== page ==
Pink Dot 2021
Eugene Thuraisingam LLP is proud to be a returning Fuchsia sponsor for this year’s Pink Dot, which took place on 12 June 2021
1. Championing diversity and inclusion in society and the legal profession
Suang Wijaya said:
At Eugene Thuraisingam LLP, we celebrate diversity and embrace equality at the workplace. We affirm that the freedom to love is a fundamental aspect of human dignity, and are proud to be an ally to the LGBTQ community.
The firm is also acting in the on-going section 377A constitutional challenge. Judgment is pending.
[Read: Application to review the constitutionality of section 377A of the Penal Code; Arguments for the repeal of Section 377A of the Penal Code; Section 377A of the Penal Code – Hearings concluded; and Constitutional Challenge to Section 377A – Singapore Court of Appeal to Hear Arguments]
2. Perception of pro bono
In an online comment, Chooi Jing Yen said:
“Pro bono” is a good phrase. It is universally recognised as a positive thing. Lawyers doing pro bono work are seen as noble. Though pro bono practice is not mandatory, Singapore lawyers are required to declare each year the number of hours they had spent doing pro bono work.
Nobody will say that pro bono practice is bad. It promotes access to justice. It gives the poor, the underprivileged and the underrepresented a voice. Eugene Thuraisingam, the Law Society’s Pro Bono Ambassador for 2020, and his team and the staff of the Law Society Pro Bono Services have joined forces in running nearly 2,000 kilometres to raise more than S$100,000 for LSPBS’ “Inclusive Justice” campaign, whose programmes help to provide legal aid to thousands who need it but who cannot otherwise afford it.
We feel good when we read about how a foreign domestic worker is acquitted of theft charges on appeal through her representation by a pro bono lawyer. We think that the legal system is working and that we have somehow contributed to this by supporting pro bono efforts in general.
This is the rosy side of the pro bono story. It is the face that you want to see and believe in when you support organisations with a pro bono mission.
3. What does it mean to support pro bono?
Supporting pro bono practice also means: agreeing that the most heinous offenders, including (alleged) drug traffickers, murders, rapists and child abusers, are entitled to legal representation and deserve a fair trial. Why? If the legal system is to work, it must work for everyone – not just for the factually innocent. When we as lawyers defend these offenders, we are not just defending them. We are also defending you. We are defending our legal system.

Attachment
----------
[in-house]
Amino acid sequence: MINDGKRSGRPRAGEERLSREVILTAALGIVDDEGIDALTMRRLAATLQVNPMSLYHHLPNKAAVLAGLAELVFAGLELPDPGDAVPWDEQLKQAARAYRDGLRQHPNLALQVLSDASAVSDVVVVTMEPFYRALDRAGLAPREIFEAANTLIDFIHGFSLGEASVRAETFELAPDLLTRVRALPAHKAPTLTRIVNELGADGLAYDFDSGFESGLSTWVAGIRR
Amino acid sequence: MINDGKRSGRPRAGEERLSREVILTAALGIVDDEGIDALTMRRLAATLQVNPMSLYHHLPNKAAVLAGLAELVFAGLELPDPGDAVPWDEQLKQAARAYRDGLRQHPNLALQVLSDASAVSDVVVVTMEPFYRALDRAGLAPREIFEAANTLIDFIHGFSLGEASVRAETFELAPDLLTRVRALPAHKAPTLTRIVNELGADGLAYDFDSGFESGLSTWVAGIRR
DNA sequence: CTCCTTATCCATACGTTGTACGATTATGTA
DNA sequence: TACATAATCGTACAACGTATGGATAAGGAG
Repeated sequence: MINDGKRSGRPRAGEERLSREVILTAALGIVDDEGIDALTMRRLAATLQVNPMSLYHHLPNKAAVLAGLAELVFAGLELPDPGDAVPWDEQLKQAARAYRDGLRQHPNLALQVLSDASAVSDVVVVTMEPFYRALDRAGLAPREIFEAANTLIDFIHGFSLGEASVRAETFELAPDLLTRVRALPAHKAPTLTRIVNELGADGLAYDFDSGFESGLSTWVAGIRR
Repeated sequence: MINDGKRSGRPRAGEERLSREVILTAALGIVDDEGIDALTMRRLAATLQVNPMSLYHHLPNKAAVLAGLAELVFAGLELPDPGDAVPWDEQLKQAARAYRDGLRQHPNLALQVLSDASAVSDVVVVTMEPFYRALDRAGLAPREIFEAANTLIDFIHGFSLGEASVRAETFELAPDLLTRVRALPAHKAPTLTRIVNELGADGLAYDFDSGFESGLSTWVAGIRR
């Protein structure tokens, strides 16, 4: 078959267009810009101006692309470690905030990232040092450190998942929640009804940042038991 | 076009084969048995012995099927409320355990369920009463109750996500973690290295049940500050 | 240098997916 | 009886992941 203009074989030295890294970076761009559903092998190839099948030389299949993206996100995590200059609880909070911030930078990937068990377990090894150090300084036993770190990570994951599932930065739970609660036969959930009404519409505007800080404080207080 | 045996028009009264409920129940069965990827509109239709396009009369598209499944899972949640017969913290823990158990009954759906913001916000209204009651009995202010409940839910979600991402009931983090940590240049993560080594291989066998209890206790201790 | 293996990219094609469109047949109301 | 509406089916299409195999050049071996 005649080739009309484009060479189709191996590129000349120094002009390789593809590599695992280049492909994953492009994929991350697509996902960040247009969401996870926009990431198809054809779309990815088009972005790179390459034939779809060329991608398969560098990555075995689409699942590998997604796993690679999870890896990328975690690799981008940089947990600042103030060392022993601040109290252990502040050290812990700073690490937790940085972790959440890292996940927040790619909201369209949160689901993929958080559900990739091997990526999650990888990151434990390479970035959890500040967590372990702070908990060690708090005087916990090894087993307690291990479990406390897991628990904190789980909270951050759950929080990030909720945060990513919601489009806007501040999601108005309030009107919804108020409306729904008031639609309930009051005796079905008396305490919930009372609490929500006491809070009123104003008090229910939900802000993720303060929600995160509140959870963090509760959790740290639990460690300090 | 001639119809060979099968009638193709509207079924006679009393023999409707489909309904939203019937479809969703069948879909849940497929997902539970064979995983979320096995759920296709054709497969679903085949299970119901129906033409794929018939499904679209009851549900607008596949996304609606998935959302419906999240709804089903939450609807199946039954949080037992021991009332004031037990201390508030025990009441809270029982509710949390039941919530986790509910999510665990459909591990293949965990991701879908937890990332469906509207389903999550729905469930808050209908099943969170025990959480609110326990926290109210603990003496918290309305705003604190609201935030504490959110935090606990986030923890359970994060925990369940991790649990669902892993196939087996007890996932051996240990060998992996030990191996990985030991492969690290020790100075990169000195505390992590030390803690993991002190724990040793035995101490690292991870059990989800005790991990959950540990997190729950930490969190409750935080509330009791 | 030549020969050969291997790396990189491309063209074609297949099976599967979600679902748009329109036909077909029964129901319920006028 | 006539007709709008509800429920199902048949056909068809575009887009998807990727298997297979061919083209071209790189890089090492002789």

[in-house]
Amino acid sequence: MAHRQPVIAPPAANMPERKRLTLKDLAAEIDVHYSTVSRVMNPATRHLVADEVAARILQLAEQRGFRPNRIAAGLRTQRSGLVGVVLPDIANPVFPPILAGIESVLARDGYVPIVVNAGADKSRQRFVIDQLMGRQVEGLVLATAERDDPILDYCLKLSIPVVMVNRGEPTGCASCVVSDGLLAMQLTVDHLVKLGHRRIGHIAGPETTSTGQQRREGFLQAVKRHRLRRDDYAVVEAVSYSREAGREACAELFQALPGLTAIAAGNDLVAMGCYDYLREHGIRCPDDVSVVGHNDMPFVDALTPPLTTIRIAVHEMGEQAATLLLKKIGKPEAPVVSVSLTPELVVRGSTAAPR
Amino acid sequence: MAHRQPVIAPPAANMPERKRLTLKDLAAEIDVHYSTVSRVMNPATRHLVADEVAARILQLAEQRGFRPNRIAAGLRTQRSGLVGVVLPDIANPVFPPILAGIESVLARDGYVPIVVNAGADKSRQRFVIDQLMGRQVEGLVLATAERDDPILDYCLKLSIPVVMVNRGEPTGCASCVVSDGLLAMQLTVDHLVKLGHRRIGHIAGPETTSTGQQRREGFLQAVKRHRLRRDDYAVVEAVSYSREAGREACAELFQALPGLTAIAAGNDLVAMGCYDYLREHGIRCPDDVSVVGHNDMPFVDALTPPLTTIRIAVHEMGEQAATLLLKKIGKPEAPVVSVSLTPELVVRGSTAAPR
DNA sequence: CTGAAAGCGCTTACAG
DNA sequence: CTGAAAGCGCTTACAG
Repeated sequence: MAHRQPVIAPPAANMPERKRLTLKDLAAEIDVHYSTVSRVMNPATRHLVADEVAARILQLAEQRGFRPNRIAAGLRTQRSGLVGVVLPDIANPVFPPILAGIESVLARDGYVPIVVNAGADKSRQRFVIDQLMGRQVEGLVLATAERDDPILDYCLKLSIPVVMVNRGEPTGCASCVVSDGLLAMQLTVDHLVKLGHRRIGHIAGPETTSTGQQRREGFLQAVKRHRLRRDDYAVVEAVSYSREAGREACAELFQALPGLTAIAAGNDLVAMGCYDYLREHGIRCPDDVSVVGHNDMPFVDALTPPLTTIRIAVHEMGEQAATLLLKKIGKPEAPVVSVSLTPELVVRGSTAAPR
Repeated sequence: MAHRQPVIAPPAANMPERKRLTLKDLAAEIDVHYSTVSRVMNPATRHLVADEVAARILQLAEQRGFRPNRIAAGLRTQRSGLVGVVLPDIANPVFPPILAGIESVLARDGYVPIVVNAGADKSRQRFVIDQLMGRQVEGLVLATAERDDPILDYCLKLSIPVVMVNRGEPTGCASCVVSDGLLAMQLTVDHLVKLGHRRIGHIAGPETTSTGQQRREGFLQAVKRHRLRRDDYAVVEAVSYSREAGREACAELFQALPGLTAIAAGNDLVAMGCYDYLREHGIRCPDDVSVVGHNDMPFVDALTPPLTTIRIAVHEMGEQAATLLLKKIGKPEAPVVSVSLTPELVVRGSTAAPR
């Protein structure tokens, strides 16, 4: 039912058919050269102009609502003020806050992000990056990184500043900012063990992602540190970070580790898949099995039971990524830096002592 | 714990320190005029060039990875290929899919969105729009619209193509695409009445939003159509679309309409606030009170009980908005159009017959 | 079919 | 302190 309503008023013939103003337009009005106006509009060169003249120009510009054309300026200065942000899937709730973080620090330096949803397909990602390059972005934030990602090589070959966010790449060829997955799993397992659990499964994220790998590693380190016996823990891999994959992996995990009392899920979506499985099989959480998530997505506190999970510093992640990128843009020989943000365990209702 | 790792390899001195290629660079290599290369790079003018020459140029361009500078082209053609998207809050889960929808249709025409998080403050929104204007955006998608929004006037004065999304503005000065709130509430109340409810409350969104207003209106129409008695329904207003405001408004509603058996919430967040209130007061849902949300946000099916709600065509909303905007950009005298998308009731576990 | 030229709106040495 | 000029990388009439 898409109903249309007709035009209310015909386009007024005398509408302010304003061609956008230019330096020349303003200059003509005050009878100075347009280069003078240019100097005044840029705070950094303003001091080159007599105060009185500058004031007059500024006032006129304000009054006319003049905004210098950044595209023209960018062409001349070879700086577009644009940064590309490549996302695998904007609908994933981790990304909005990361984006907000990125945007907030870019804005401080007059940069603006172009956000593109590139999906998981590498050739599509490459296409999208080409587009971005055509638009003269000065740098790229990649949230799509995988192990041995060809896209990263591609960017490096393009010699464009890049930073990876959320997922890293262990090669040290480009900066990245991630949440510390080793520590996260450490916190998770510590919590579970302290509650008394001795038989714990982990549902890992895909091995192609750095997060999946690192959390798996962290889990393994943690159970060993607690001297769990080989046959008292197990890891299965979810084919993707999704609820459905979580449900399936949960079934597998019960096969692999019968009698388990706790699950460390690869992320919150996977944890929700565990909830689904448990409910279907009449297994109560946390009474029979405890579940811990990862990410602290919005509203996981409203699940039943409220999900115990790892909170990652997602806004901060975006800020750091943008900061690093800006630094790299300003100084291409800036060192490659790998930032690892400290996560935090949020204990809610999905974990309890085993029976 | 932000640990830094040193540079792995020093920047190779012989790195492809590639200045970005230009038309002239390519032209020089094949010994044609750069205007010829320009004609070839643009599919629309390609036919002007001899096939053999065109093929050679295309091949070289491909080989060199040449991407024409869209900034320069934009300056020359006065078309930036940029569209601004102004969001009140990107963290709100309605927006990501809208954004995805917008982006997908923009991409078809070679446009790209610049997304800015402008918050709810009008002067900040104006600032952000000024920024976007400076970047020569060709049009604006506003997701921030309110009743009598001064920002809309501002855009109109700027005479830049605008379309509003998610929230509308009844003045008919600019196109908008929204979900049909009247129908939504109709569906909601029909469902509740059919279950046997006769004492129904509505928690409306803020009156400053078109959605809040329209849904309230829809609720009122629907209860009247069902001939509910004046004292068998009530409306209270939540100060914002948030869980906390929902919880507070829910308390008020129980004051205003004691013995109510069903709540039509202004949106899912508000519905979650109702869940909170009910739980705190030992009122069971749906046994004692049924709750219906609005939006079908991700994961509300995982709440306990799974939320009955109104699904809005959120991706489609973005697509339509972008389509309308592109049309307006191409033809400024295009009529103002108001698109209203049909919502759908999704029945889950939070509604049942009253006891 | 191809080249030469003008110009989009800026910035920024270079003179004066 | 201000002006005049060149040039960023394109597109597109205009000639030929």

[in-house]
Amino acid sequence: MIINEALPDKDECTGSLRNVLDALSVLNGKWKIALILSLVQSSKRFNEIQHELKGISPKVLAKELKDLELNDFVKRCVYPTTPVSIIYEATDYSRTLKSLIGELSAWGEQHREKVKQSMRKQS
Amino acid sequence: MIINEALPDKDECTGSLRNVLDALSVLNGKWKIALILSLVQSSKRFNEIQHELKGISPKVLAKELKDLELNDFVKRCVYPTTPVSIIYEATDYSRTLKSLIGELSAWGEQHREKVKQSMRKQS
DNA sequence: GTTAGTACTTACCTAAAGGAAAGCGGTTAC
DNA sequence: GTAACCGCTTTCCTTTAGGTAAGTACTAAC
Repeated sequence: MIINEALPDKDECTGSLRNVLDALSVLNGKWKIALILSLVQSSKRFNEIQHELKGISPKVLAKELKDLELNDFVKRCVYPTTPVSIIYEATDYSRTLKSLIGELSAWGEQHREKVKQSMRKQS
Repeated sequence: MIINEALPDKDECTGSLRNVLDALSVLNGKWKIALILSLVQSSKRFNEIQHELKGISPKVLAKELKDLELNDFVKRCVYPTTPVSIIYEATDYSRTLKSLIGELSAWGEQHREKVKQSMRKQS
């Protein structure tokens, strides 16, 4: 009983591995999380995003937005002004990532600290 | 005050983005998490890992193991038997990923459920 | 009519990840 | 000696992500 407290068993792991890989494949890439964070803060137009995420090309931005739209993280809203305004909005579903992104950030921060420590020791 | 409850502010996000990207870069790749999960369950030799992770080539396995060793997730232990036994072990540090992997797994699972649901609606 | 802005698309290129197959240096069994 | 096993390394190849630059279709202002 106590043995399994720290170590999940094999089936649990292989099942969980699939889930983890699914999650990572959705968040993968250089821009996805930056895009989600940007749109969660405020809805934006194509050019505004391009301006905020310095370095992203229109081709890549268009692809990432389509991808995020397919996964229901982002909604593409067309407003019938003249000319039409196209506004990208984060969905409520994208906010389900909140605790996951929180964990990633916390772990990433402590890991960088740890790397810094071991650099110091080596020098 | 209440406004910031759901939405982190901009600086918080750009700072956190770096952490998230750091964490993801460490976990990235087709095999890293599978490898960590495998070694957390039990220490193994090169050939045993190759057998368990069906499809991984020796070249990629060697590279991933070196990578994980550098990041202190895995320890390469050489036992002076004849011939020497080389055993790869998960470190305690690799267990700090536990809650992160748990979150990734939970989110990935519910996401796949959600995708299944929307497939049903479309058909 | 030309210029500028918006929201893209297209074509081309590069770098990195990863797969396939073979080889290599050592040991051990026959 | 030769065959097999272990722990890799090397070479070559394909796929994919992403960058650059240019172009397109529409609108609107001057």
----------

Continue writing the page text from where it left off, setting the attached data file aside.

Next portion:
Supporting pro bono legal work means accepting an inherent tension in our legal system. The state, representing the people, has an interest in putting away criminals. But the same people also have an interest in ensuring that no innocent person gets mistakenly put away. The legal process is the only method we have for determining which way the balance tilts. Some say it is not the best method, but for now, it is the only one we have.
Supporting “pro bono” as an ideal means supporting unpopular causes. You can of course choose which of numerous worthy causes you wish to support. The point is that if a cause were popular, it would not be under-voiced (and hence require pro bono efforts). Some causes that were once unpopular have now become entrenched rights: see slavery, women’s suffrage and racial segregation.
Some causes that are still unpopular in some countries have become accepted norms in others: see the right against self-incrimination, the (abolition of) the death penalty, caning, detention without trial and torture as a means to obtain criminal confessions.
Other causes remain unpopular – or at least, what supporters there are remain hesitant to step forward and speak out because of the social cost associated with supporting an unpopular cause. Perhaps when these causes become more mainstream and therefore more “accepted”, more will dare to step forward and be counted.
4. Concluding remarks
In Singapore, this means the abolition of s 377A and the acceptance of non-heterosexual unions.
In case you missed this year’s Pink Dot, you can watch it here: